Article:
The Netherlands’ Just (part of the Dutch Digital Agencies network) recently made global news because of a non-profit initiative called “99 Days of Freedom” designed to encourage everyone to avoid Facebook for that long.
Why would creatives do something so drastic?
It’s not such a big deal, really: all you have to do to join the experiment is throw up a “99 Days …” logo as your profile photo and refrain from liking, sharing, commenting, trolling, or even using the site to check up on your ex’s family for a little over three months.
In case you live under a Wi-Fi-free rock, the Facebook emotion study recently published in the Proceedings of the National Academy of Science got a lot of press for being manipulative and possibly involving thousands of minors.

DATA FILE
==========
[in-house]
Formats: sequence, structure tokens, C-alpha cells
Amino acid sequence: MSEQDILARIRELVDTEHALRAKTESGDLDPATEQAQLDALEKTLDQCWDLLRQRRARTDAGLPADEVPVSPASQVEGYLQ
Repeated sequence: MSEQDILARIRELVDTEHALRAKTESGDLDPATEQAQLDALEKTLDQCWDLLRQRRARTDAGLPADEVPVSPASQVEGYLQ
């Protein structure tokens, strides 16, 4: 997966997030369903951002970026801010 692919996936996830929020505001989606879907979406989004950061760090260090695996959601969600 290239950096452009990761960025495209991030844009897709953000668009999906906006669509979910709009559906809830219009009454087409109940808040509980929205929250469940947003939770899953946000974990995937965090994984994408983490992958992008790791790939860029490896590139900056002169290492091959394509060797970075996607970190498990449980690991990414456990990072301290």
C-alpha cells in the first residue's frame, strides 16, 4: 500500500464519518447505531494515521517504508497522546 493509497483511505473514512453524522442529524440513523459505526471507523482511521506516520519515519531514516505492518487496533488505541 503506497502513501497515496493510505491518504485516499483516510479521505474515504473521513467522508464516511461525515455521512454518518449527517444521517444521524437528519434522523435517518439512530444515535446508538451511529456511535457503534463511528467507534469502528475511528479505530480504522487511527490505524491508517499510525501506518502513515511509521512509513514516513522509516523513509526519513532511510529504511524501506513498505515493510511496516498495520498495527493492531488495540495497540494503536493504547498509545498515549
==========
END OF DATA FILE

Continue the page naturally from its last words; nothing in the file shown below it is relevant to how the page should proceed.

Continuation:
The backlash prompted the aforementioned Dutch ad agency to get involved. Unsurprisingly, the story has resulted in more coverage than commitment. Marjan Straatof, the agency’s art director, explains how the idea came about:
Like a lot of Facebook users, many of us were bothered by reports of secret mood experiments. As we discussed it internally, we noted an interesting tendency: To a person, everyone had at least a “complicated” relationship with Facebook.
Whether it was being tagged in unflattering photos, getting into arguments with other users or simply regretting time lost through excessive use, there was a surprising degree of negative sentiment. Then someone joked, ‘I guess that the real question is, “How do you feel when you don’t use Facebook?'” There was group laughter, followed by, “Wait a second. That’s a really good question!”
Do we now have a good answer?
So far more than 18,000 people have promised to put that freedom into practice. But are they happier? Do they feel any different, emotionally speaking?
We have no way of knowing, do we? Time for another under-the-radar study, Facebook…